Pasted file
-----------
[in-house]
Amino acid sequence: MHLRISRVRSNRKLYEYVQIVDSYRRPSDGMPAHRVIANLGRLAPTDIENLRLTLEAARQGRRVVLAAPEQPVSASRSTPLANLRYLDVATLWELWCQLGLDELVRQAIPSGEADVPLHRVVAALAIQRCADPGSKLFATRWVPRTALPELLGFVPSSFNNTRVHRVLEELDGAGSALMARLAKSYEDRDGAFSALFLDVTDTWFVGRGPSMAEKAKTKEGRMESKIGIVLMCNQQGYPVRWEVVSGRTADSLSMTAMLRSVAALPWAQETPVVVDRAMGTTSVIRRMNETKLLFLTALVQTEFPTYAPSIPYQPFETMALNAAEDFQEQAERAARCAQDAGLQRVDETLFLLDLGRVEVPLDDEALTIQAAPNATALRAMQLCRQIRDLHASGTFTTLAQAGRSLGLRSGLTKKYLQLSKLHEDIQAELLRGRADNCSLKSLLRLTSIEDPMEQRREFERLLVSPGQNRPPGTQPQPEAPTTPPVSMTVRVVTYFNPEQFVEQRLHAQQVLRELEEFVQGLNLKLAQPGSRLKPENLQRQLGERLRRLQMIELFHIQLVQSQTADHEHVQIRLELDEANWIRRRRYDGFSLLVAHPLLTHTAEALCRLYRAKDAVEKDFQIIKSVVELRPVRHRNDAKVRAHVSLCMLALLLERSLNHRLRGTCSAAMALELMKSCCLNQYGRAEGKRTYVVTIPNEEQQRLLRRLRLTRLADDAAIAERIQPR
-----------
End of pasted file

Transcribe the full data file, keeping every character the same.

[in-house]
Amino acid sequence: MHLRISRVRSNRKLYEYVQIVDSYRRPSDGMPAHRVIANLGRLAPTDIENLRLTLEAARQGRRVVLAAPEQPVSASRSTPLANLRYLDVATLWELWCQLGLDELVRQAIPSGEADVPLHRVVAALAIQRCADPGSKLFATRWVPRTALPELLGFVPSSFNNTRVHRVLEELDGAGSALMARLAKSYEDRDGAFSALFLDVTDTWFVGRGPSMAEKAKTKEGRMESKIGIVLMCNQQGYPVRWEVVSGRTADSLSMTAMLRSVAALPWAQETPVVVDRAMGTTSVIRRMNETKLLFLTALVQTEFPTYAPSIPYQPFETMALNAAEDFQEQAERAARCAQDAGLQRVDETLFLLDLGRVEVPLDDEALTIQAAPNATALRAMQLCRQIRDLHASGTFTTLAQAGRSLGLRSGLTKKYLQLSKLHEDIQAELLRGRADNCSLKSLLRLTSIEDPMEQRREFERLLVSPGQNRPPGTQPQPEAPTTPPVSMTVRVVTYFNPEQFVEQRLHAQQVLRELEEFVQGLNLKLAQPGSRLKPENLQRQLGERLRRLQMIELFHIQLVQSQTADHEHVQIRLELDEANWIRRRRYDGFSLLVAHPLLTHTAEALCRLYRAKDAVEKDFQIIKSVVELRPVRHRNDAKVRAHVSLCMLALLLERSLNHRLRGTCSAAMALELMKSCCLNQYGRAEGKRTYVVTIPNEEQQRLLRRLRLTRLADDAAIAERIQPR